Local nonprofit builds ties between farmers and community at large
When the Southeastern region of North Carolina faced a massive job loss and severe poverty five years ago, Leslie Hossfeld, head of the Sociology Department at UNCW, and Mac Legerton, of the Community Action in Lumberton, acted by forming the grass-roots, non-profit organization Feast Down East. By combining their respective knowledge of the Public Sociology Program of UNCW and the Center for Community Action in Lumberton, the organization developed into a “partnership of public and private institutions and agencies among eleven counties along and adjoining the I-74 corridor east of I-95,” according to www.feastdowneast.org.
This is an integral aspect of the organization’s heartfelt intent: to deliver “a vibrant, local food system” to the area. Jane Steigerwald, the director of Feast Down East, and a licensed and registered dietitian with an educational background in nutrition education, wants the nonprofit to better the most ethnically diverse region in North Carolina, which is also one of the three major regions of persistent poverty in North Carolina.
“Because this is a nonprofit, we don’t receive any monetary gains,” Steigerwald explains. “But that’s not what this is about. It’s all about the farmers and how we can help them succeed.”
Although the first two to three years of Feast Down East were characterized by research and data collection, due to funding provided by UNCW, they have been able to assist local farmers to help build sustainable farms. In doing so, Feast Down East provides technical assistance by letting the farmers know what the demand is for certain crops. The organization connects with local buyers, restaurants, grocers, hospitals and schools to provide better food. They also emphasize direct communication with the Buyer’s Club (a contract-based group with a personalized ordering system for both individual and commercial customers) in order to create a communal relationship among the organization. Their expansive coverage provides for an ideal market, including both rural and urban counties to “maximize opportunities and profits for both farmers and restaurants.”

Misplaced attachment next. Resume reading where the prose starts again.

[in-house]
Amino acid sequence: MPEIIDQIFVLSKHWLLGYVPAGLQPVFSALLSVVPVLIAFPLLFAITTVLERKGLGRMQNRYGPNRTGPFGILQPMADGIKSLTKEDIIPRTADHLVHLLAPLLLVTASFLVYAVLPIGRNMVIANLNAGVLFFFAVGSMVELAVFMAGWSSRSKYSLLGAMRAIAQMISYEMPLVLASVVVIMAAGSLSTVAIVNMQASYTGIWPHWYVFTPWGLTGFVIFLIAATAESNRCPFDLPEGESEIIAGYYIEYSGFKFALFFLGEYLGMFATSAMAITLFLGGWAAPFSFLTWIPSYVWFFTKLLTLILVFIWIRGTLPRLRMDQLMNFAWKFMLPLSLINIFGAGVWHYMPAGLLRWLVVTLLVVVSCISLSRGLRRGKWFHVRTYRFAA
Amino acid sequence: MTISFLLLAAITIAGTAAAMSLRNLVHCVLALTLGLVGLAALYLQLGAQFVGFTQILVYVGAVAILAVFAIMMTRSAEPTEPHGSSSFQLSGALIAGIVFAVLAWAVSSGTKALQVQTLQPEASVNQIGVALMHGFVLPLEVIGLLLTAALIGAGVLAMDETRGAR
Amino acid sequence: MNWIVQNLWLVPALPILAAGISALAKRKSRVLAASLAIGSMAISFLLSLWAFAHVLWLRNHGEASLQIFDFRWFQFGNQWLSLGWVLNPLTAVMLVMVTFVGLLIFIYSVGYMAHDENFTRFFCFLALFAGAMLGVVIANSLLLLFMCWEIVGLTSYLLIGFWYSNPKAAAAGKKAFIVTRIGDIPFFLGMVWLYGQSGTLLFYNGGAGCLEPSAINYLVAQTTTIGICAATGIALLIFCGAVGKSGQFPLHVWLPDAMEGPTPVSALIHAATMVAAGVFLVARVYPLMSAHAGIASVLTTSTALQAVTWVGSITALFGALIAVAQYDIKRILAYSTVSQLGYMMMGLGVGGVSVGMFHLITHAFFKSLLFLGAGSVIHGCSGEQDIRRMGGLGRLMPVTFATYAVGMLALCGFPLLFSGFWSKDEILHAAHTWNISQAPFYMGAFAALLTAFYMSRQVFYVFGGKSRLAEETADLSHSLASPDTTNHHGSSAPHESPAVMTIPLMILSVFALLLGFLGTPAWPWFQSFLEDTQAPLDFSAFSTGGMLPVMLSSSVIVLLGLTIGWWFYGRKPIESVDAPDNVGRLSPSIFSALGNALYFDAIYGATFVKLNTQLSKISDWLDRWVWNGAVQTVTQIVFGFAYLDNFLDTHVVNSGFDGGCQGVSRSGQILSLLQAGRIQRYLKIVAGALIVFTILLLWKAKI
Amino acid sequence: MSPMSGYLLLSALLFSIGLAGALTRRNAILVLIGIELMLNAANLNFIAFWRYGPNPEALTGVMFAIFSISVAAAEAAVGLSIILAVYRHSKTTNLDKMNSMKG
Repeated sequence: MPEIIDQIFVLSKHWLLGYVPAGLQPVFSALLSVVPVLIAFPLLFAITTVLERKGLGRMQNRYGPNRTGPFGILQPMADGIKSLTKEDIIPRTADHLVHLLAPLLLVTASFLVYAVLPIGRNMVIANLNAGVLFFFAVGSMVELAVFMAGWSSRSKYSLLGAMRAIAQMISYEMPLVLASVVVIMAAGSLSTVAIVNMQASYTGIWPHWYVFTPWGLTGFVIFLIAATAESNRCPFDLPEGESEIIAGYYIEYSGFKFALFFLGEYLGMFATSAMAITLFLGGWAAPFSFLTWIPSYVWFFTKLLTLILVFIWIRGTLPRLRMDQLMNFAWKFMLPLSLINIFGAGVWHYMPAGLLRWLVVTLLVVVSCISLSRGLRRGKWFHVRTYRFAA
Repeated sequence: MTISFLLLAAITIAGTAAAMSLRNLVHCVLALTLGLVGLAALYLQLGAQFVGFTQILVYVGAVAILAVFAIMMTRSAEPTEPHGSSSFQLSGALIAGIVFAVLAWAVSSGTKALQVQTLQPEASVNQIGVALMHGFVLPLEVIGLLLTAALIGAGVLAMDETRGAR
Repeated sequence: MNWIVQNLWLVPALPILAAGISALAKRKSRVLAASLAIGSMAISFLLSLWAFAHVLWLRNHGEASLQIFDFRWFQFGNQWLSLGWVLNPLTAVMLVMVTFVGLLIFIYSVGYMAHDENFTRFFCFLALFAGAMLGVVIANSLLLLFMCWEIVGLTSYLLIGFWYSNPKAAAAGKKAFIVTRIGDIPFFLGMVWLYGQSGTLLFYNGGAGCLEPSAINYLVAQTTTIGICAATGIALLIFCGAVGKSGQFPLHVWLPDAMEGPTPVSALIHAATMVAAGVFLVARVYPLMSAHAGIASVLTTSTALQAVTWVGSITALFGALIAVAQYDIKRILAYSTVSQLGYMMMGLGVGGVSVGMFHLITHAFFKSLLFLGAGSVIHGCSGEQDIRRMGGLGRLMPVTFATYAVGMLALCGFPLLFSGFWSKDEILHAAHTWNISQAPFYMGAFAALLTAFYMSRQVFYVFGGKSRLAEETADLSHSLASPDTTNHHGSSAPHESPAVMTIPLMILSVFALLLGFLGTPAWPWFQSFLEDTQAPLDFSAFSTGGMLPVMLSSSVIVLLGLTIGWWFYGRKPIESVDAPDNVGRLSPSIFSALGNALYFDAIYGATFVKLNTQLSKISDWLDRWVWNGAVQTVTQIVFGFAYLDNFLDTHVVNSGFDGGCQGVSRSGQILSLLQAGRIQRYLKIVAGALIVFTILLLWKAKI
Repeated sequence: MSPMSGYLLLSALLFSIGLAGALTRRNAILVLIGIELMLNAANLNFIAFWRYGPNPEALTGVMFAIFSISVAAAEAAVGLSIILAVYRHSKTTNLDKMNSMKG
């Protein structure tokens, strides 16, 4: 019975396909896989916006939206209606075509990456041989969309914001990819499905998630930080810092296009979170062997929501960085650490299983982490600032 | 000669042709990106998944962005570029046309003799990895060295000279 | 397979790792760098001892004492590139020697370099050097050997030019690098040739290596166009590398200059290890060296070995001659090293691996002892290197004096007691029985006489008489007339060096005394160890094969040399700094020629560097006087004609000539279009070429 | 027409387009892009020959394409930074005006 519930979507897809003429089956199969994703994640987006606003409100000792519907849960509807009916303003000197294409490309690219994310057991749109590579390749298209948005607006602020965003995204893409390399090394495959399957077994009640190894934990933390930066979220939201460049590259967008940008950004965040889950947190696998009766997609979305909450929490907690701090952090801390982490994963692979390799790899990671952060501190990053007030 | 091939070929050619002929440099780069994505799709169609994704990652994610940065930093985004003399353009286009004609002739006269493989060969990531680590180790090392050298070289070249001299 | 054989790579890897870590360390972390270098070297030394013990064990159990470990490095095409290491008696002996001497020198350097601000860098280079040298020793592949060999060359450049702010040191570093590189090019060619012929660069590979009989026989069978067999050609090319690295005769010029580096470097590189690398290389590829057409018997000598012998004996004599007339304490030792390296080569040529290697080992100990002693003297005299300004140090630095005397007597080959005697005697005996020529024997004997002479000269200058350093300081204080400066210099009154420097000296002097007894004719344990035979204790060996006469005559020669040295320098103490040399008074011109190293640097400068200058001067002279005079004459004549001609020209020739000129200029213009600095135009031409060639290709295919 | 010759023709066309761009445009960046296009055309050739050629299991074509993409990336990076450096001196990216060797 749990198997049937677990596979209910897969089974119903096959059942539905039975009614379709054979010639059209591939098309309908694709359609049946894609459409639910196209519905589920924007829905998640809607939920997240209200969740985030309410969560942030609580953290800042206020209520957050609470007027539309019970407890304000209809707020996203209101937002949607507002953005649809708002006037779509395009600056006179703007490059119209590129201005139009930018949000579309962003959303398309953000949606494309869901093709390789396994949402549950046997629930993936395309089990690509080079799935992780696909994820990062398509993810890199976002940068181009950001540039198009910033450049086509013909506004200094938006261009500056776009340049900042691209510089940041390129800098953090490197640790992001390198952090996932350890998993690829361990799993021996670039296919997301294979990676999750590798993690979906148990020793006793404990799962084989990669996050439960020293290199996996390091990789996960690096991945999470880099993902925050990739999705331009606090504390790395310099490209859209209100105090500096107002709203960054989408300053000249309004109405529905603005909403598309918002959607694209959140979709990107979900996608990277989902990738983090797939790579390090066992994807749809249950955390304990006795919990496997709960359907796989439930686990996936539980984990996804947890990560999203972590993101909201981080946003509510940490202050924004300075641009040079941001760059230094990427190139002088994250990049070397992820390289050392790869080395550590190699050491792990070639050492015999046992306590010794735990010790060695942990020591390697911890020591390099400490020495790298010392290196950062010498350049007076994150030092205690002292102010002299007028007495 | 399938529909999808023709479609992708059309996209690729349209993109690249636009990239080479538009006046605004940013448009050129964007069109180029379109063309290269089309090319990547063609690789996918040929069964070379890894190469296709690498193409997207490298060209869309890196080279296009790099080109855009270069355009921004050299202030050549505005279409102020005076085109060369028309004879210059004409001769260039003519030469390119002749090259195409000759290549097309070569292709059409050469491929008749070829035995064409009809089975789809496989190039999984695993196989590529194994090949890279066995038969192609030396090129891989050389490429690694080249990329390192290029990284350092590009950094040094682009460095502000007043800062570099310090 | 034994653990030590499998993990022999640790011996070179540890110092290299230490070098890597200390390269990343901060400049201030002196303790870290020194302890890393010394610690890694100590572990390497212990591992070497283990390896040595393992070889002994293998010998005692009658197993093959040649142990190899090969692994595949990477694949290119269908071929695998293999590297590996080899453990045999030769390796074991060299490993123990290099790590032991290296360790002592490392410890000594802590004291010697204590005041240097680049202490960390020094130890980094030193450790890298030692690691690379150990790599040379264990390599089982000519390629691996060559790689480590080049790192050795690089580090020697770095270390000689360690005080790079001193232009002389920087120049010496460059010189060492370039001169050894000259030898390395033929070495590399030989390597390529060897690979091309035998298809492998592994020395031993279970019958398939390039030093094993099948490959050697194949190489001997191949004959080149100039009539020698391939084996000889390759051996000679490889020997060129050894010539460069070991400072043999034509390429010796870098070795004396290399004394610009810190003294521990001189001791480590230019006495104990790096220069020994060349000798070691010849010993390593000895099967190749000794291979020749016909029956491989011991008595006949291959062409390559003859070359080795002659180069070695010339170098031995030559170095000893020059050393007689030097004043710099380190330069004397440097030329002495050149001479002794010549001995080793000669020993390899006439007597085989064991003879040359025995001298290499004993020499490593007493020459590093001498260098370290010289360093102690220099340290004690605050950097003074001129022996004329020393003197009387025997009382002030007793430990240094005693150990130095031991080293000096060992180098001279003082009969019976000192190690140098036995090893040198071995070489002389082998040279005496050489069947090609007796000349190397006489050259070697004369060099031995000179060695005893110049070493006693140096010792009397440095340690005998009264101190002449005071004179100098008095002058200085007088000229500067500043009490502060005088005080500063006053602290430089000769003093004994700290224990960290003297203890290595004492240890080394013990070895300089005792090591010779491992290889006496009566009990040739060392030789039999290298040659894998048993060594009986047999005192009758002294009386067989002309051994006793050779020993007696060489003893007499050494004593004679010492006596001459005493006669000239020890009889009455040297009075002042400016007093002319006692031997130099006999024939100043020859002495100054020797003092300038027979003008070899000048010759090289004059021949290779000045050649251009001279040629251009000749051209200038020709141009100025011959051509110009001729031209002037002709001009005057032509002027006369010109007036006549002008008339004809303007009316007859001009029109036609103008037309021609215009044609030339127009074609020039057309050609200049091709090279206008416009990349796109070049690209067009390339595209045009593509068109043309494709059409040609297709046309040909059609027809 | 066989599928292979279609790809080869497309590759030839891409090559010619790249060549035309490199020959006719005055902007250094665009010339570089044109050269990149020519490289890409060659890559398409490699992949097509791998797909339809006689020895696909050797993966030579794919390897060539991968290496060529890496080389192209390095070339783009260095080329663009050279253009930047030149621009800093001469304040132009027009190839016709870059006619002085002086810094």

“Basically, if there is any way to get the farmers’ product sold, we try to tap into that,” Steigerwald says.
Such is evident in their advertising—varying from campaigns, billboards and promotional videos, featuring profiles of farmers and local restaurateurs. For instance, on their YouTube channel, they have a dozen videos of local farmers describing their work and motive for not only a profession, but a livelihood.
Margaret Brown of Heritage Produce at Heritage Herb Farm dons a long brunette braid and overalls in her high tunnel. The farming method is made of seven-foot high-bent wires covered in tarp, which extends the farming season for her organic greens and radishes during winter.
Frankie Pridgen of Pridgen Farms in Rocky Point tells of his family history in farming, which dates back to his grandmother. She would load-up trains with okra.
Christin Deener, co-owner of Federal Point Farm, talks about her involvement with a communal farm, and promoting local growers and the importance of supporting this cause.
“There are farmers that have told us that if it wasn’t for us they never would have been able to sell their products,” Molly Rousey, processing and distribution program director, says. According to Steigerwald, through Feast Down East at least 73 jobs have been directly created within the farms and restaurants they have assisted.
Growing up on a farm in Castle Hayne, Rousey not only brings farming expertise, but developed several buying programs to both personal and commericial buyers. There are four different types with which Feast Down East deals: retail, wholesale, online, and rent-a-farm.